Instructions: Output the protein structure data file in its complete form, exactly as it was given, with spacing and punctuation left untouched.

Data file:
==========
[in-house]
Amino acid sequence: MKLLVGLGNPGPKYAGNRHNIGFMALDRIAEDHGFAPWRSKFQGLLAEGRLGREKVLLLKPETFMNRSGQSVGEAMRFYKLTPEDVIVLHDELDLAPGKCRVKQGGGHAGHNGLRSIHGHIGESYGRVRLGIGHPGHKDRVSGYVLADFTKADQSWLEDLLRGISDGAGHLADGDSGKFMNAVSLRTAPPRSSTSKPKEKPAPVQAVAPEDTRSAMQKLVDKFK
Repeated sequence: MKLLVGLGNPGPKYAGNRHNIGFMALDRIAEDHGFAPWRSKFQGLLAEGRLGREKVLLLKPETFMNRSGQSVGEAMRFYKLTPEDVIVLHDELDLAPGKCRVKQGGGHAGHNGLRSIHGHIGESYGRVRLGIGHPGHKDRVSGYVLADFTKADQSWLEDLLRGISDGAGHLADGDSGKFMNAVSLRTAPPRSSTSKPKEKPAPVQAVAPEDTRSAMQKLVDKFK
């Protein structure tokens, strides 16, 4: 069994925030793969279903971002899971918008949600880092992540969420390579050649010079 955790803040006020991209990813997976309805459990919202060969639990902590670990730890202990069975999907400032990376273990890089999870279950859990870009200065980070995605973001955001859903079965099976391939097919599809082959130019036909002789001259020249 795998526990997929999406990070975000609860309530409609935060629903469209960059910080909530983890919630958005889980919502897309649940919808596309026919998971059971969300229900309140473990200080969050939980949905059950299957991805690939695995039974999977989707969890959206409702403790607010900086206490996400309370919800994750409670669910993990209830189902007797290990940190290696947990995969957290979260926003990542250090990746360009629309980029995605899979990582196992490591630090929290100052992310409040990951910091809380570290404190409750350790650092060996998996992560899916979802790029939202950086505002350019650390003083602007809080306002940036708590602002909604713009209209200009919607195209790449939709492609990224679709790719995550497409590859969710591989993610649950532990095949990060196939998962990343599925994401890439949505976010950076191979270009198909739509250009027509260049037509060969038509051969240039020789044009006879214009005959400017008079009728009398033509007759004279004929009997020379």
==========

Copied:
[in-house]
Amino acid sequence: MKLLVGLGNPGPKYAGNRHNIGFMALDRIAEDHGFAPWRSKFQGLLAEGRLGREKVLLLKPETFMNRSGQSVGEAMRFYKLTPEDVIVLHDELDLAPGKCRVKQGGGHAGHNGLRSIHGHIGESYGRVRLGIGHPGHKDRVSGYVLADFTKADQSWLEDLLRGISDGAGHLADGDSGKFMNAVSLRTAPPRSSTSKPKEKPAPVQAVAPEDTRSAMQKLVDKFK
Repeated sequence: MKLLVGLGNPGPKYAGNRHNIGFMALDRIAEDHGFAPWRSKFQGLLAEGRLGREKVLLLKPETFMNRSGQSVGEAMRFYKLTPEDVIVLHDELDLAPGKCRVKQGGGHAGHNGLRSIHGHIGESYGRVRLGIGHPGHKDRVSGYVLADFTKADQSWLEDLLRGISDGAGHLADGDSGKFMNAVSLRTAPPRSSTSKPKEKPAPVQAVAPEDTRSAMQKLVDKFK
């Protein structure tokens, strides 16, 4: 069994925030793969279903971002899971918008949600880092992540969420390579050649010079 955790803040006020991209990813997976309805459990919202060969639990902590670990730890202990069975999907400032990376273990890089999870279950859990870009200065980070995605973001955001859903079965099976391939097919599809082959130019036909002789001259020249 795998526990997929999406990070975000609860309530409609935060629903469209960059910080909530983890919630958005889980919502897309649940919808596309026919998971059971969300229900309140473990200080969050939980949905059950299957991805690939695995039974999977989707969890959206409702403790607010900086206490996400309370919800994750409670669910993990209830189902007797290990940190290696947990995969957290979260926003990542250090990746360009629309980029995605899979990582196992490591630090929290100052992310409040990951910091809380570290404190409750350790650092060996998996992560899916979802790029939202950086505002350019650390003083602007809080306002940036708590602002909604713009209209200009919607195209790449939709492609990224679709790719995550497409590859969710591989993610649950532990095949990060196939998962990343599925994401890439949505976010950076191979270009198909739509250009027509260049037509060969038509051969240039020789044009006879214009005959400017008079009728009398033509007759004279004929009997020379």